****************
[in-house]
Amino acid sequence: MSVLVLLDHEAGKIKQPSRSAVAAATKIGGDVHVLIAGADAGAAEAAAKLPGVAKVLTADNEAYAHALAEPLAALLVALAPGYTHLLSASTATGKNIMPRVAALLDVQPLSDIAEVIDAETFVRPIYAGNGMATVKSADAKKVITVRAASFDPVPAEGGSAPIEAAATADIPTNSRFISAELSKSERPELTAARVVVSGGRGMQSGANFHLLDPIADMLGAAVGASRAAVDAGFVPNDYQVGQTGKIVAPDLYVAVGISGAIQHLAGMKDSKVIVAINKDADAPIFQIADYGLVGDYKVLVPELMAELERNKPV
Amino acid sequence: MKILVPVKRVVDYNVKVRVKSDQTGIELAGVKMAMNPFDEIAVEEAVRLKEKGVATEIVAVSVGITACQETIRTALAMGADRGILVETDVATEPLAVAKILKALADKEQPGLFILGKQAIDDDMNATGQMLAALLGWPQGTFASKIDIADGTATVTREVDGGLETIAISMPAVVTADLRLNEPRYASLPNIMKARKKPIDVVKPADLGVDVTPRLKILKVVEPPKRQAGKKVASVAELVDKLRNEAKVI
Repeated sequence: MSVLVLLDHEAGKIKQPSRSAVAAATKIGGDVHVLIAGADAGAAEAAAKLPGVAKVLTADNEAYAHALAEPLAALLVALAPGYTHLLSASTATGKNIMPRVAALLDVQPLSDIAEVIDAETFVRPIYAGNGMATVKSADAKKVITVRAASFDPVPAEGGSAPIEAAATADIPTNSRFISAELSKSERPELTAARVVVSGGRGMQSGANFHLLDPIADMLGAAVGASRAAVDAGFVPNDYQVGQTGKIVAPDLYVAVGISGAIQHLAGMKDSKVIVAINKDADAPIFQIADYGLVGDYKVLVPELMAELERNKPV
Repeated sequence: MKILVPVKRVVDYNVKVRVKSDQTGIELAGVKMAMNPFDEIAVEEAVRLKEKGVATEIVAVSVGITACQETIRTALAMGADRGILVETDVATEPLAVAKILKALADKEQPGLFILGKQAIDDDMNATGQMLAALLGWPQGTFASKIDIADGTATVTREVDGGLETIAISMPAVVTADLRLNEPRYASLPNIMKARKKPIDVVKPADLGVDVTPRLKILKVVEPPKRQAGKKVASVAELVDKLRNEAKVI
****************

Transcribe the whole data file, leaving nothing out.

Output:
[in-house]
Amino acid sequence: MSVLVLLDHEAGKIKQPSRSAVAAATKIGGDVHVLIAGADAGAAEAAAKLPGVAKVLTADNEAYAHALAEPLAALLVALAPGYTHLLSASTATGKNIMPRVAALLDVQPLSDIAEVIDAETFVRPIYAGNGMATVKSADAKKVITVRAASFDPVPAEGGSAPIEAAATADIPTNSRFISAELSKSERPELTAARVVVSGGRGMQSGANFHLLDPIADMLGAAVGASRAAVDAGFVPNDYQVGQTGKIVAPDLYVAVGISGAIQHLAGMKDSKVIVAINKDADAPIFQIADYGLVGDYKVLVPELMAELERNKPV
Amino acid sequence: MKILVPVKRVVDYNVKVRVKSDQTGIELAGVKMAMNPFDEIAVEEAVRLKEKGVATEIVAVSVGITACQETIRTALAMGADRGILVETDVATEPLAVAKILKALADKEQPGLFILGKQAIDDDMNATGQMLAALLGWPQGTFASKIDIADGTATVTREVDGGLETIAISMPAVVTADLRLNEPRYASLPNIMKARKKPIDVVKPADLGVDVTPRLKILKVVEPPKRQAGKKVASVAELVDKLRNEAKVI
Repeated sequence: MSVLVLLDHEAGKIKQPSRSAVAAATKIGGDVHVLIAGADAGAAEAAAKLPGVAKVLTADNEAYAHALAEPLAALLVALAPGYTHLLSASTATGKNIMPRVAALLDVQPLSDIAEVIDAETFVRPIYAGNGMATVKSADAKKVITVRAASFDPVPAEGGSAPIEAAATADIPTNSRFISAELSKSERPELTAARVVVSGGRGMQSGANFHLLDPIADMLGAAVGASRAAVDAGFVPNDYQVGQTGKIVAPDLYVAVGISGAIQHLAGMKDSKVIVAINKDADAPIFQIADYGLVGDYKVLVPELMAELERNKPV
Repeated sequence: MKILVPVKRVVDYNVKVRVKSDQTGIELAGVKMAMNPFDEIAVEEAVRLKEKGVATEIVAVSVGITACQETIRTALAMGADRGILVETDVATEPLAVAKILKALADKEQPGLFILGKQAIDDDMNATGQMLAALLGWPQGTFASKIDIADGTATVTREVDGGLETIAISMPAVVTADLRLNEPRYASLPNIMKARKKPIDVVKPADLGVDVTPRLKILKVVEPPKRQAGKKVASVAELVDKLRNEAKVI